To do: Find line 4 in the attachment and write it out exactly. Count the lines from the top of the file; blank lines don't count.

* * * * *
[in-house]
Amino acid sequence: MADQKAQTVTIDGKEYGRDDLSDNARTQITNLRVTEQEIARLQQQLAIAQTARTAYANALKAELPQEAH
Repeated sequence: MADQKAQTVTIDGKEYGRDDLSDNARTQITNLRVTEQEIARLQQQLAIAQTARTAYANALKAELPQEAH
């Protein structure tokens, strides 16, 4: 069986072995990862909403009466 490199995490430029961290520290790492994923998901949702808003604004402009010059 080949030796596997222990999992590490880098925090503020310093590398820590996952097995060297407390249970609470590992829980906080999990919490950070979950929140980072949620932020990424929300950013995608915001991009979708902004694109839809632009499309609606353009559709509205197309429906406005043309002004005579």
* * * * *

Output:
């Protein structure tokens, strides 16, 4: 069986072995990862909403009466 490199995490430029961290520290790492994923998901949702808003604004402009010059 080949030796596997222990999992590490880098925090503020310093590398820590996952097995060297407390249970609470590992829980906080999990919490950070979950929140980072949620932020990424929300950013995608915001991009979708902004694109839809632009499309609606353009559709509205197309429906406005043309002004005579």